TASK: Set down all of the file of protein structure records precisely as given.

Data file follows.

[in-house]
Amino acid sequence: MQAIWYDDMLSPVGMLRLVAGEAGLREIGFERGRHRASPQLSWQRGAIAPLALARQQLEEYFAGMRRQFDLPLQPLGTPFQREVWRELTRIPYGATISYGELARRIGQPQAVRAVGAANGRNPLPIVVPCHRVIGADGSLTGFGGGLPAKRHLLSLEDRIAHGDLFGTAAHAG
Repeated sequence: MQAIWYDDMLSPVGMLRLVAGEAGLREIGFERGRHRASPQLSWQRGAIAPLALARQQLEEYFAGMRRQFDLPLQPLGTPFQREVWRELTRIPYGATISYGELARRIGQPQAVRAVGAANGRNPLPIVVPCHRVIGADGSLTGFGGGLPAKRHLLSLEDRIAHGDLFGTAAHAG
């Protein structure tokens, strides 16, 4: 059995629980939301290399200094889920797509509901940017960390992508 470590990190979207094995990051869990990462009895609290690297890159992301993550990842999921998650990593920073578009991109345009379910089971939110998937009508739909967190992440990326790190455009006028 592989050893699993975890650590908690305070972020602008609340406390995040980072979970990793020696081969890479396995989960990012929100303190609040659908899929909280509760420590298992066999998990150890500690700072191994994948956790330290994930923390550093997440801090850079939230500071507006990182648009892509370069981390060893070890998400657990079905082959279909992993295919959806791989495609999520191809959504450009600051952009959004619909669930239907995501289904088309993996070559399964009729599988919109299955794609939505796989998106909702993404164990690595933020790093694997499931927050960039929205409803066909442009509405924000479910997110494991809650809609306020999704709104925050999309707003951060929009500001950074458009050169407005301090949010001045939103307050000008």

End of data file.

[in-house]
Amino acid sequence: MQAIWYDDMLSPVGMLRLVAGEAGLREIGFERGRHRASPQLSWQRGAIAPLALARQQLEEYFAGMRRQFDLPLQPLGTPFQREVWRELTRIPYGATISYGELARRIGQPQAVRAVGAANGRNPLPIVVPCHRVIGADGSLTGFGGGLPAKRHLLSLEDRIAHGDLFGTAAHAG
Repeated sequence: MQAIWYDDMLSPVGMLRLVAGEAGLREIGFERGRHRASPQLSWQRGAIAPLALARQQLEEYFAGMRRQFDLPLQPLGTPFQREVWRELTRIPYGATISYGELARRIGQPQAVRAVGAANGRNPLPIVVPCHRVIGADGSLTGFGGGLPAKRHLLSLEDRIAHGDLFGTAAHAG
């Protein structure tokens, strides 16, 4: 059995629980939301290399200094889920797509509901940017960390992508 470590990190979207094995990051869990990462009895609290690297890159992301993550990842999921998650990593920073578009991109345009379910089971939110998937009508739909967190992440990326790190455009006028 592989050893699993975890650590908690305070972020602008609340406390995040980072979970990793020696081969890479396995989960990012929100303190609040659908899929909280509760420590298992066999998990150890500690700072191994994948956790330290994930923390550093997440801090850079939230500071507006990182648009892509370069981390060893070890998400657990079905082959279909992993295919959806791989495609999520191809959504450009600051952009959004619909669930239907995501289904088309993996070559399964009729599988919109299955794609939505796989998106909702993404164990690595933020790093694997499931927050960039929205409803066909442009509405924000479910997110494991809650809609306020999704709104925050999309707003951060929009500001950074458009050169407005301090949010001045939103307050000008």